John Bell, Jr., Born Nov. 17th 1793 - Died April 18th 1862. Photo curtesy of www.bellwitchcave.com.John Bell, Jr., Born Nov. 17th 1793 - Died April 18th 1862. Photo curtesy of www.bellwitchcave.com.It began in 1804 when John Bell brought his family from North Carolina to settle in Robertson County, Tennessee.

He bought a good 100 acre farm on the banks of the Red River about 50 miles north of Nashville, near what is today the town of Adams, Tennessee.

By 1817 John Bell had become a respected and influential member of the community. He and his wife Lucy, had nine children and the Bell home was one of the finest in Robertson County. It was a big double log house, one and a half stories high with six rooms and a large porch across the entire front of the house.

The trouble began sometime in 1817. The exact time is difficult to fix because at first the Bell family attributed the strange noises they heard in the house to natural causes.

There were bumping and scratching sounds which might have been caused by the wind blowing the branches of the big pear trees in the front yard against the side of the house. The tapping sounds at the front door, John Bell attributed to a prankster.

But in May of 1818, something happened which could not be explained quite so easily.

Add a comment

Read more...

The Tennessee Road

By William P. Swartz, Jr. © 1986

Issue: July, 1986

The lives of people have always been influenced by communication and transportation. There was little of either available in America prior to 1800. When cities and villages began to be established along the eastern seaboard and more particularly in the New England area, a few stage coach lines carrying mail, small express and passengers came into being.

Then with the advent of the Erie Canal and Clinton's steam engine to begin the era of the railroads, people began to be travel conscious.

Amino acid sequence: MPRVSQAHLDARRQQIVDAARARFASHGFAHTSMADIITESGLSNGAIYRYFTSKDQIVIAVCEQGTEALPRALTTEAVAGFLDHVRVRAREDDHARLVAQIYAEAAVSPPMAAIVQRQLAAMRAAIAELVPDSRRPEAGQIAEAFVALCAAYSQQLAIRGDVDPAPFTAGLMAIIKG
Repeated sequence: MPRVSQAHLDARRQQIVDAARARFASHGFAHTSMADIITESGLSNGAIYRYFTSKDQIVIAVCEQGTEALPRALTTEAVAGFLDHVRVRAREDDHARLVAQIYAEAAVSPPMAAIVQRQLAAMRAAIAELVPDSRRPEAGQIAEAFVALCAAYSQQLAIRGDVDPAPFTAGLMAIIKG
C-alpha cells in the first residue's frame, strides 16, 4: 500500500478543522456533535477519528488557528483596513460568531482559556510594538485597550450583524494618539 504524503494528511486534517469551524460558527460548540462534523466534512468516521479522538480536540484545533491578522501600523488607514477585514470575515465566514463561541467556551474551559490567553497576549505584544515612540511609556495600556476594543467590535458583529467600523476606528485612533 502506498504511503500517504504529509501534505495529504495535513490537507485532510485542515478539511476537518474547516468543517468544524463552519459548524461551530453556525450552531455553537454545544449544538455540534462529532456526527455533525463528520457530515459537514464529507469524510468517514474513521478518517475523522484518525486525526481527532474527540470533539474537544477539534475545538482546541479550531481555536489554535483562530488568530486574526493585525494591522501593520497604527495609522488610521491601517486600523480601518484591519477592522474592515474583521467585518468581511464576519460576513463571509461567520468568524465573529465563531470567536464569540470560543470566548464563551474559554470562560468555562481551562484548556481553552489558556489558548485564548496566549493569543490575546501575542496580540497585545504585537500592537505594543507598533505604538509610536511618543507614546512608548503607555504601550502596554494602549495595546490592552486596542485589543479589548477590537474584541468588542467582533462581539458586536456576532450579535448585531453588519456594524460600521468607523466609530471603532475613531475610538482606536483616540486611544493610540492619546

The success of the Erie Canal caused the planning and starting of canal construction in the eastern United States, but the steam engine developed rail transportation so much more rapidly that canal transportation soon passed into oblivion.

Add a comment

Read more...

Mrs. Clara Marshall's Mountain Memories

By Mrs. Clara Marshall © 1983

Issue: June, 1983

(The following is Mrs. Clara Marshall’s story of her tragic first marriage, told in her own words, from a taped interview with her.)

“I’ll be 90, July 25. I was born in 1893. Did you ever hear about my first marriage? I was married to my first cousin. (Her mother’s brother and his family lived in West Virginia and worked in the coal mines for a living. Young Ray was visiting his relatives here at Mayberry at that time.)

Add a comment

Read more...

Christmas Recipes

By Susan M. Thigpen © 1984

Issue: December, 1984

One old time social gathering for young people was a taffy pull. My mother said that at such a gathering, a batch of taffy was made and a plate buttered for each couple. A part of the taffy was poured onto each plate and each couple pulled it together. Taffy is pulled as it gets cool enough to handle and is pulled until the candy is light in color. Some people twist it into fancy shapes, some pull it into thin strips and braid them together.

The main ingredient in taffy is molasses. Since molasses has a high iron content, it's good for you besides being just plain good.

If you have never tried your hand at taffy pulling, it could turn out to be both enjoyable and delicious! Making taffy might become one of your own family holiday traditions.

Add a comment

Read more...